The Word for Today: Luke 7:1-17
Mark this: Luke 7:9
"When Jesus heard these things, he marveled at him, and turning to the crowd that followed him, said, "I tell you, not even in Israel have I found such faith."
"I've never met a _______ that I didn't like."
Each one of us could fill in the blank with something different.
Maybe it's a candy bar or a type of clothing or a certain car or a something electronic.
The Bible, we never encounter a centurion that we don't like.
Think about it. In a book full of all kinds of unsavory or at least flawed characters, there is nothing mentioned negatively concerning centurions. We have good patriarchs and bad ones, good and bad kings, good and bad priests, good and bad prophets, even good and bad apostles (well, just the one that went rotten.) But nary an unfavorable word concerning centurions.
Centurions were the backbone of the Roman military. They, by hard work and leadership, were placed in the officer rank over a group of around 100 soldiers. But they certainly were not of the higher general rank. They would lead and then fight beside their troops in battle.
In the Bible, it was a centurion that spared the imprisoned Apostle Paul's life (1). In the Bible, the very first Gentile conversion in the early church is a centurion named Cornelius (2). In the Bible, it is the not the priests or rulers, but instead a humble centurion who recognizing the crucified Jesus as "the Son of God (3)."
Today's passage (also found in Matthew 8) we see another centurion highlighted. It begins like so many of the healing accounts found in the Gospels. You know, a person or persons with an urgent physical need come to the "miracle maker" and Jesus provides healing and restoration.
In this account, the unnamed commander is greatly concerned for a servant of his, and he sends a delegation to make the need know to Jesus.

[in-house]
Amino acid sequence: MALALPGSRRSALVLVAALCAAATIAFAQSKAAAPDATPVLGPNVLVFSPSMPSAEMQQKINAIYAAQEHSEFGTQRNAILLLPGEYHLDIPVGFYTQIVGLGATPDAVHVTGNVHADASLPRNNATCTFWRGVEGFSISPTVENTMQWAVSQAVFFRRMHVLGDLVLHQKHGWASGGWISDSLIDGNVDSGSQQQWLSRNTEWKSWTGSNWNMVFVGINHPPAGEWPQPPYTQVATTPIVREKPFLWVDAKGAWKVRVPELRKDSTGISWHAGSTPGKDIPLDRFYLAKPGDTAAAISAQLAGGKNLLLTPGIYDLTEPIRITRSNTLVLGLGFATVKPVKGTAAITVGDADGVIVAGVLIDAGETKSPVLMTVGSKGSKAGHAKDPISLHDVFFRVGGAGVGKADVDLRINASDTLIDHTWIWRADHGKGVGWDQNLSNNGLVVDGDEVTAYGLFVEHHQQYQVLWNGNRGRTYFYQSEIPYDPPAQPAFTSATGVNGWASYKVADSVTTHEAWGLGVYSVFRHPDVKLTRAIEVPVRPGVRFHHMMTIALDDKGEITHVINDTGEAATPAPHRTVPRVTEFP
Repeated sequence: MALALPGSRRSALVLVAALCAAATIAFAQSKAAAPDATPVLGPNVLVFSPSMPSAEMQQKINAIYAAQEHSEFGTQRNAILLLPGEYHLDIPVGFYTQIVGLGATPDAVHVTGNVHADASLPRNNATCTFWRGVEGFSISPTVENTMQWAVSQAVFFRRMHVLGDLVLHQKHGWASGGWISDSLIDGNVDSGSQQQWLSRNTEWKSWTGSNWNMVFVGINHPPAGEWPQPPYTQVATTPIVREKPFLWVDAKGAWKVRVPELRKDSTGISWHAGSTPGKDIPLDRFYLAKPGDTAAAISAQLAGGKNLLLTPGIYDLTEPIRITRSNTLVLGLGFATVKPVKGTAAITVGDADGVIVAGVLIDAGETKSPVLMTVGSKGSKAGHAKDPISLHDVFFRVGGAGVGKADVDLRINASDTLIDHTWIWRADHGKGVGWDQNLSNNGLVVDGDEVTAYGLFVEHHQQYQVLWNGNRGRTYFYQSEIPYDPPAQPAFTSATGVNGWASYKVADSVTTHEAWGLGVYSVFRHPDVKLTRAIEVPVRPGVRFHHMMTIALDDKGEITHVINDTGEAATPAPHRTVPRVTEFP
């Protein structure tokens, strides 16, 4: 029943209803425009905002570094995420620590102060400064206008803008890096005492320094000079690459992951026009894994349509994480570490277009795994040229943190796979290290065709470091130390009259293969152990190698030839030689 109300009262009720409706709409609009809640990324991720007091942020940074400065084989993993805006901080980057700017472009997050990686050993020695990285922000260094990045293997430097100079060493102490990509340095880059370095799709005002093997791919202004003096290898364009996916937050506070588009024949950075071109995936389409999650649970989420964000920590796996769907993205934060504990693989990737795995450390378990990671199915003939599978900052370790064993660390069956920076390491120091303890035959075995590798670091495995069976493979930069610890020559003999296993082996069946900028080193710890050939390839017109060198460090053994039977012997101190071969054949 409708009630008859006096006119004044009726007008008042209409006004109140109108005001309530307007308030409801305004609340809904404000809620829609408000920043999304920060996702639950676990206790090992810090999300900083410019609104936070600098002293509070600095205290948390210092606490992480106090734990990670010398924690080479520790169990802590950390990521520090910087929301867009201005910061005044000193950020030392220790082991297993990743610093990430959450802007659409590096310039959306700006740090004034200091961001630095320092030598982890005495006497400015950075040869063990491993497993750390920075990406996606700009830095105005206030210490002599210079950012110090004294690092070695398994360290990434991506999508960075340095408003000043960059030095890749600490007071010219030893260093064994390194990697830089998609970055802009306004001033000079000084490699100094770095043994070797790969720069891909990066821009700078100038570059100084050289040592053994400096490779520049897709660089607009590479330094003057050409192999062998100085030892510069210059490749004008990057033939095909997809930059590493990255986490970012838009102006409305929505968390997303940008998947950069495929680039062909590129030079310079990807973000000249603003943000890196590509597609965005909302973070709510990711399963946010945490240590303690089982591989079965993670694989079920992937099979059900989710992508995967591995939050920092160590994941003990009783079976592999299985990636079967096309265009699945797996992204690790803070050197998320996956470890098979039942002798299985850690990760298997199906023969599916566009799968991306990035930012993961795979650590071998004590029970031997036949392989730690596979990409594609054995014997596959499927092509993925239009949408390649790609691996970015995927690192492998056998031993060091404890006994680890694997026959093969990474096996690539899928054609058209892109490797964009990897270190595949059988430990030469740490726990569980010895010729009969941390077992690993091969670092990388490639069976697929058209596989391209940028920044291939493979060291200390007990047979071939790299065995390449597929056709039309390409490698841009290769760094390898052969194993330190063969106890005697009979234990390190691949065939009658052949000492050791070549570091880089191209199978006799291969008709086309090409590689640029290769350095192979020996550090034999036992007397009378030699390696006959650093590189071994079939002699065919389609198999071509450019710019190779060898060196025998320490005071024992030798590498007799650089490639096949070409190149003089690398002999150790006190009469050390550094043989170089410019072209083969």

Jesus does agree and, indeed, heal the servant. But that is where the similarity with the other healing stories ends. We know from verses 4 & 5, this centurion was a real, stand-up guy. But what stands out even more is just how big and accurately he saw Jesus. He recognized that Jesus could help his sick servant, and he took action that brought that request to Jesus. But even beyond that, he also recognized that he was not deserving of even hosting the Son of God. He recognized that Christ's power was not limited to certain proximity. All his life he had been a part of the Roman authority structure, with Caesar at the top. Now he recognizes that one greater than any Caesar is here, whose very words bring life and hope and restoration.
The results are remarkable. Not only is his servant well, but we see a unique reaction and commendation from Jesus Himself. Jesus marveled, was amazed, astonished. The only other instance in all the gospels of this kind of reaction from the Lord comes from the blatant "lack of faith" of the people from his hometown (4). This story involving the centurion provides us with not only a great example of Jesus' miraculous ability, but also a great example of what it means to trust Jesus for salvation.
Like the centurion, we are not worthy or deserving to even welcome Christ anywhere near us.
Like the centurion, we depend solely upon His word.
Like the centurion, we recognize that Jesus alone has the real authority over life and death, Heaven and Hell.
So if you find yourself weak in the areas of faith and trust, don't try to artificially inflate yourself with bigger faith. Instead, follow the example of the centurion and come to understand a bigger Jesus- the only thing worth marveling over.
(1) Acts 27:43
(2) Acts 10
(3) Matthew 27:54, Mark 15:39, Luke 23:47
(4) Mark 6:6